Updated: Mar 27
It's a problem.
Councils and private companies make stacks of money from charging for car parking especially where free parking is limited or non-existent. What about in residential areas?
I believe it is illegal to park on or partially on the pavement in London and changes in the law may be passed to extend this to the rest of the country. Signage will warn drivers if it is applicable.
It's a problem on Preston Down Road in Paignton.
The pavements both sides are wide so it seems reasonable to put two wheels on them to avoid constricting the flow of the speeding vehicles that use this road!!!
Pedestrians, dog walkers, mobility scooter users and pram pushers, may complain if their paths are narrowed, but some residents along the road might welcome the following idea. Let me know.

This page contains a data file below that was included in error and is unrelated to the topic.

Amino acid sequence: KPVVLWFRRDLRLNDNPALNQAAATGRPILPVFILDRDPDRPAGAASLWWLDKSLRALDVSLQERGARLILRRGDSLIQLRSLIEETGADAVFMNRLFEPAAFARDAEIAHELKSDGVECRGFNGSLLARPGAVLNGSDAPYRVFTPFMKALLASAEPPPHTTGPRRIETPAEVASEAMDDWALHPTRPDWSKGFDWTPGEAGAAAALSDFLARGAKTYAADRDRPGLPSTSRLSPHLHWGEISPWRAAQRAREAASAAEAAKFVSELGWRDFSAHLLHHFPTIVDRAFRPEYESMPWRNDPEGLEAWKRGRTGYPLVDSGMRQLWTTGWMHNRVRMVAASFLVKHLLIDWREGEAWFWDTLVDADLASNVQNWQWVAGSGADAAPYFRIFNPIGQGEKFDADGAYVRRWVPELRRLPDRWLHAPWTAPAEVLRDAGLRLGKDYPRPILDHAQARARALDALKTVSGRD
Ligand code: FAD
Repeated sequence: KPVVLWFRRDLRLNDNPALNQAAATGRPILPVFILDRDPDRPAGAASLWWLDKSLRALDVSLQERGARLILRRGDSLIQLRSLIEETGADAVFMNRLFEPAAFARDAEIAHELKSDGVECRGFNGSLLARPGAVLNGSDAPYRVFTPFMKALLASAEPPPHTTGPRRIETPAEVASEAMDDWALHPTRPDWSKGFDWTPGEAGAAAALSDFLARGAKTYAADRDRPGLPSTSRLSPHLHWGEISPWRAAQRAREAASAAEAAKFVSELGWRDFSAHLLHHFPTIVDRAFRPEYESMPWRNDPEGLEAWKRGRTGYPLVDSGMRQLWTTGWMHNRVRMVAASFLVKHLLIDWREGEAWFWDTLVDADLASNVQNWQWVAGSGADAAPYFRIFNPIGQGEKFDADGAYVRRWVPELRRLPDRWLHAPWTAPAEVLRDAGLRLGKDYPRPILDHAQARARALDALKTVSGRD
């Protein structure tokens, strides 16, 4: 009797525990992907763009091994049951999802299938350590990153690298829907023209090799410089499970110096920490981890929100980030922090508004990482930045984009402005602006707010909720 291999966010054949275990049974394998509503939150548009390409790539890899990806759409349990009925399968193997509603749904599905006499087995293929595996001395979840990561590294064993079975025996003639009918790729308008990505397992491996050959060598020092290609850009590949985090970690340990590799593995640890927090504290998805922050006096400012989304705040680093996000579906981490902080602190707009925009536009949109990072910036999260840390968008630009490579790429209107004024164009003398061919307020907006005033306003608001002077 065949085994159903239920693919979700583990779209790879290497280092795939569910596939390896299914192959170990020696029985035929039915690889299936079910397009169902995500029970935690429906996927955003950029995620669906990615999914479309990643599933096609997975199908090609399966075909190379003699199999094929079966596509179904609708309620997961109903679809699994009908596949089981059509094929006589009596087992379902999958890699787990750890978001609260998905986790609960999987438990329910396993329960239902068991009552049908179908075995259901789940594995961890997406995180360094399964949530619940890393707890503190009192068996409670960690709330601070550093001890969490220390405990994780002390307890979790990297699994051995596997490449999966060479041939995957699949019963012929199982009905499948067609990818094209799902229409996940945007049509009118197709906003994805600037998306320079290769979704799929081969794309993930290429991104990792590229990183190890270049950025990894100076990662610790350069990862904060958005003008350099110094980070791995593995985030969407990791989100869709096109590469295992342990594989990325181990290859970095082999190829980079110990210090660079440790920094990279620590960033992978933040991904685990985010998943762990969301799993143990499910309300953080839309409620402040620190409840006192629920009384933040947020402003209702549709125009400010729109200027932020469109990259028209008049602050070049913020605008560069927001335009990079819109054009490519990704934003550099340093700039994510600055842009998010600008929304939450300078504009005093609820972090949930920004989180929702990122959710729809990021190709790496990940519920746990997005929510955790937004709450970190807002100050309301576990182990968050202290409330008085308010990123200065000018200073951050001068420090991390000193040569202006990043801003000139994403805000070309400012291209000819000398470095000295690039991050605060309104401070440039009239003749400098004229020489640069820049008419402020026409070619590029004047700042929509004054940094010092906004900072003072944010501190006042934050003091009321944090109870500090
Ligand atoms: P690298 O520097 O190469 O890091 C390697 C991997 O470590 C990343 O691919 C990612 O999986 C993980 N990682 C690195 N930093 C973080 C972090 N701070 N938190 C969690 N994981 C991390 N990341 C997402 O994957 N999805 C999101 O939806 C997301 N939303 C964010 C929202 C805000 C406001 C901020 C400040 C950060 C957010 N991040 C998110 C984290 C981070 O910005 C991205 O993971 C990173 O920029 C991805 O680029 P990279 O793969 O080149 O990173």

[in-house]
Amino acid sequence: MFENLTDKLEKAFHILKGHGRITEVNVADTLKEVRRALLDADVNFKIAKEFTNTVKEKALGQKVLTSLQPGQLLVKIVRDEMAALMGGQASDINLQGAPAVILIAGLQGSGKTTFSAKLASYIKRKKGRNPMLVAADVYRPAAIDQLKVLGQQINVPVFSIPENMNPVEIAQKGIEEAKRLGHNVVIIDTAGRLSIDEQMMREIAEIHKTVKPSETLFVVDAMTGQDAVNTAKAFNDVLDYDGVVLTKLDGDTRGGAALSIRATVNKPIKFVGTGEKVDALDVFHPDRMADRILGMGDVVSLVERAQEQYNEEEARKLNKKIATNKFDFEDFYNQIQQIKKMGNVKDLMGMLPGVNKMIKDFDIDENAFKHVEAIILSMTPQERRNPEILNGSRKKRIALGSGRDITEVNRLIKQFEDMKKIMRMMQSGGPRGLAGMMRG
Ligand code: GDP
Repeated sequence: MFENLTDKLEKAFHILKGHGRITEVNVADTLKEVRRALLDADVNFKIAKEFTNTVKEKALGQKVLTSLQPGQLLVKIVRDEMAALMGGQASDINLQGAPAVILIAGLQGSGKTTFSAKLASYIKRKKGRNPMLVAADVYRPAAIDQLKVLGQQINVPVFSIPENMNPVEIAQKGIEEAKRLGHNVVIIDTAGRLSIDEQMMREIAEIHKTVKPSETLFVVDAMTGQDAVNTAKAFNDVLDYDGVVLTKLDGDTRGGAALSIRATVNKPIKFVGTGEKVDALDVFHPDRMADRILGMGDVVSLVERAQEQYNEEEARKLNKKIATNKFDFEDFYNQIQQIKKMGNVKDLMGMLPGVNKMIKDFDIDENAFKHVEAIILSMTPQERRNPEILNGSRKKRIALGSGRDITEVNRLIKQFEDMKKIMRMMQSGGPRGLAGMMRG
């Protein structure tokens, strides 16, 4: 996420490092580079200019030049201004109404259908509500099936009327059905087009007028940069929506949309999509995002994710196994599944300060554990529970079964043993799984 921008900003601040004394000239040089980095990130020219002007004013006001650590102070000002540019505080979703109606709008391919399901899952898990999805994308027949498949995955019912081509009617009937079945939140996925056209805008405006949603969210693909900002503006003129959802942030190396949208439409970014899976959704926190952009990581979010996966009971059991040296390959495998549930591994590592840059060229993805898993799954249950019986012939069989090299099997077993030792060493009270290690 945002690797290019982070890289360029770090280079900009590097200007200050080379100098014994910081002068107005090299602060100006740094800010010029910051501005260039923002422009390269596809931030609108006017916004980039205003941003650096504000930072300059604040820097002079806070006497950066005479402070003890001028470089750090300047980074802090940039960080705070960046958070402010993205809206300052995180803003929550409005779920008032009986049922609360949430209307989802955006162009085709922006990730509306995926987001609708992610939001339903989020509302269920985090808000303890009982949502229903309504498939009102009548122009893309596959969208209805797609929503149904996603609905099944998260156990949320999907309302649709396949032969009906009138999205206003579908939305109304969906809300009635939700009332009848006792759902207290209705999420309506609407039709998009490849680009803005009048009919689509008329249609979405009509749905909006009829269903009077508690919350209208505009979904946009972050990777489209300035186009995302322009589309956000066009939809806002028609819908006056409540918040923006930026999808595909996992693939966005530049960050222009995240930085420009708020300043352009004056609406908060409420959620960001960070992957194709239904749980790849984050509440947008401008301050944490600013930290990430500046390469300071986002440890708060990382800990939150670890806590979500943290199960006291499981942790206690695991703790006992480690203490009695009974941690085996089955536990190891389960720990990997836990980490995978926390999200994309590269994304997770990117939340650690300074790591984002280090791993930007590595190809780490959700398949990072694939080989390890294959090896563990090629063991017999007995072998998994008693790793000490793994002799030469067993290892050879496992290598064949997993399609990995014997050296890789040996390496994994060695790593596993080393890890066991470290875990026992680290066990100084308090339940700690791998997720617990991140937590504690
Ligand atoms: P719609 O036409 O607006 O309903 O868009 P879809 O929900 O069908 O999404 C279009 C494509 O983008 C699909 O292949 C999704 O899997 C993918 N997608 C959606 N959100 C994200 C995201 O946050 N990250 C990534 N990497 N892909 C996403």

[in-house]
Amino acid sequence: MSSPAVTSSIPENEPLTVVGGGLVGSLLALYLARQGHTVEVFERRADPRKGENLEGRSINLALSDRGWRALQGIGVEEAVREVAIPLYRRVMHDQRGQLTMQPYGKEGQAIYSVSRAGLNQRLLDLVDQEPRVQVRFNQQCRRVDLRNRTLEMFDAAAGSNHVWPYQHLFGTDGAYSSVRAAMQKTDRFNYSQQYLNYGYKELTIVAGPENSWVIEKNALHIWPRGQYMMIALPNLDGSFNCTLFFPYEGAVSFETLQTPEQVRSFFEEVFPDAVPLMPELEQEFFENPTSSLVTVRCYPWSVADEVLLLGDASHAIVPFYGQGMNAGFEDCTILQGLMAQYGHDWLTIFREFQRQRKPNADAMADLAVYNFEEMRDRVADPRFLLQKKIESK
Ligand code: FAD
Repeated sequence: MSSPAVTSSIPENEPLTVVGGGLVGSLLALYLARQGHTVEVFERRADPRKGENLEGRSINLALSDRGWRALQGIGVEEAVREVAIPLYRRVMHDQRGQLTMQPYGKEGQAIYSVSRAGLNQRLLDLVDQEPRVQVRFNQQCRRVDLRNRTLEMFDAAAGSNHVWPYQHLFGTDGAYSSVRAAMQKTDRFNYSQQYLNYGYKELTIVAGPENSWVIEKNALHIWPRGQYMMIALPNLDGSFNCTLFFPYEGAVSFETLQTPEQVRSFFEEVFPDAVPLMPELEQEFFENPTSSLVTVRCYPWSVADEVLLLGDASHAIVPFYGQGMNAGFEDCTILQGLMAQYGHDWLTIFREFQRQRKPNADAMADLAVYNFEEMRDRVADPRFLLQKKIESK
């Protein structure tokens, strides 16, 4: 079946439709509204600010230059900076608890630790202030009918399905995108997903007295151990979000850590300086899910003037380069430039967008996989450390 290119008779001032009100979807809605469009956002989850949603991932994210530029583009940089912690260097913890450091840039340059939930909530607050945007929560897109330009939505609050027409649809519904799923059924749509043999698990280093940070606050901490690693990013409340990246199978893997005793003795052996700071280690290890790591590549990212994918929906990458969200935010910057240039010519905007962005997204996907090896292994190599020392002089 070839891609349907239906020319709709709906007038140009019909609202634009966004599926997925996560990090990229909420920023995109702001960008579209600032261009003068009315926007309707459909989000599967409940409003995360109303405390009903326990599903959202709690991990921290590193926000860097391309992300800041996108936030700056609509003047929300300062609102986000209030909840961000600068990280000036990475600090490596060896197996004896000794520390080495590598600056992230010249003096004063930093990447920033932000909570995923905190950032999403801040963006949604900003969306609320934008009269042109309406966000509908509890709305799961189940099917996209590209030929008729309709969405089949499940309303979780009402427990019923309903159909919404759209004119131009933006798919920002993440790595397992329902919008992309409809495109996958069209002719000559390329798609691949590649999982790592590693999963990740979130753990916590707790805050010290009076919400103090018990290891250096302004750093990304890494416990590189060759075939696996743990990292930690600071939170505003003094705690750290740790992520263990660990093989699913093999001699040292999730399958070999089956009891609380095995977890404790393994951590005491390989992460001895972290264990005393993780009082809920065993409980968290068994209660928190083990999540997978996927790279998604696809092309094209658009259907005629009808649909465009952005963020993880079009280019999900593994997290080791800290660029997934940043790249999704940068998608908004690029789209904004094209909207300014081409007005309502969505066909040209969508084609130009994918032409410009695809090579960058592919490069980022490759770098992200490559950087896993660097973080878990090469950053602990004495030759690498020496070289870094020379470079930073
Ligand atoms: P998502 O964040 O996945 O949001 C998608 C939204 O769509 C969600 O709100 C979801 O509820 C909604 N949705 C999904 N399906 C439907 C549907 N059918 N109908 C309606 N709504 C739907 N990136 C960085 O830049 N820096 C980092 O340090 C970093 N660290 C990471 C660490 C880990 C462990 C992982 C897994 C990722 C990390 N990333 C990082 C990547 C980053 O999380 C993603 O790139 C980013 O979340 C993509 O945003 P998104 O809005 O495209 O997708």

To keep pavement parking legal and allow free flow of traffic, paint green lines on wide pavements to show the limit of acceptability for kerb parking.
Perhaps these examples, above and below, are acceptable? Standard widths could be calculated and charted for reference and application.
Notice the cars on the left wholly on the pavement. They could be permitted at least some pavement space as indicated by the green line. Obviously no parking on driveway accesses. Problems solved?
What do you think?
The breaking of the 30mph speed limit on this road is probably a more important issue. Solution: Huge "Sleeping Policemen' at 100yd intervals?!